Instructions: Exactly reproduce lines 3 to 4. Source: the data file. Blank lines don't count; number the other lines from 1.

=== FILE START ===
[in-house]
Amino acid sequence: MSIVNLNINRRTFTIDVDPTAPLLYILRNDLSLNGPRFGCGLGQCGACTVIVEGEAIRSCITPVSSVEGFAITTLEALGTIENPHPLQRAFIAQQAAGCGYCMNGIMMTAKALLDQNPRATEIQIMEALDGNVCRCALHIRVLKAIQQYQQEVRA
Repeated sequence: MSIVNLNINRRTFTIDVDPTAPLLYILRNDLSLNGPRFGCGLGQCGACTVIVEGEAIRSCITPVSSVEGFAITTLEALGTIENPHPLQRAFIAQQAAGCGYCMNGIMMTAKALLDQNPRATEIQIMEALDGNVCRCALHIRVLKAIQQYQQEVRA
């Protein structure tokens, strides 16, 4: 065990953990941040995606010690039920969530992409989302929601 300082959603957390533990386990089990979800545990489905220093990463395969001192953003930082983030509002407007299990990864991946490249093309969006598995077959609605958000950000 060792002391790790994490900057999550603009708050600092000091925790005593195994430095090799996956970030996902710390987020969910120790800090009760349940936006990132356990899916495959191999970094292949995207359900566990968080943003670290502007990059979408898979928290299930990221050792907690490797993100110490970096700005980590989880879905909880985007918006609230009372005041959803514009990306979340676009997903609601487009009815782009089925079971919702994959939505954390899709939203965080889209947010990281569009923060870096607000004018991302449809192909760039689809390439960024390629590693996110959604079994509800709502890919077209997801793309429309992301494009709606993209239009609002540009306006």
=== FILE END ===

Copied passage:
Repeated sequence: MSIVNLNINRRTFTIDVDPTAPLLYILRNDLSLNGPRFGCGLGQCGACTVIVEGEAIRSCITPVSSVEGFAITTLEALGTIENPHPLQRAFIAQQAAGCGYCMNGIMMTAKALLDQNPRATEIQIMEALDGNVCRCALHIRVLKAIQQYQQEVRA
């Protein structure tokens, strides 16, 4: 065990953990941040995606010690039920969530992409989302929601 300082959603957390533990386990089990979800545990489905220093990463395969001192953003930082983030509002407007299990990864991946490249093309969006598995077959609605958000950000 060792002391790790994490900057999550603009708050600092000091925790005593195994430095090799996956970030996902710390987020969910120790800090009760349940936006990132356990899916495959191999970094292949995207359900566990968080943003670290502007990059979408898979928290299930990221050792907690490797993100110490970096700005980590989880879905909880985007918006609230009372005041959803514009990306979340676009997903609601487009009815782009089925079971919702994959939505954390899709939203965080889209947010990281569009923060870096607000004018991302449809192909760039689809390439960024390629590693996110959604079994509800709502890919077209997801793309429309992301494009709606993209239009609002540009306006």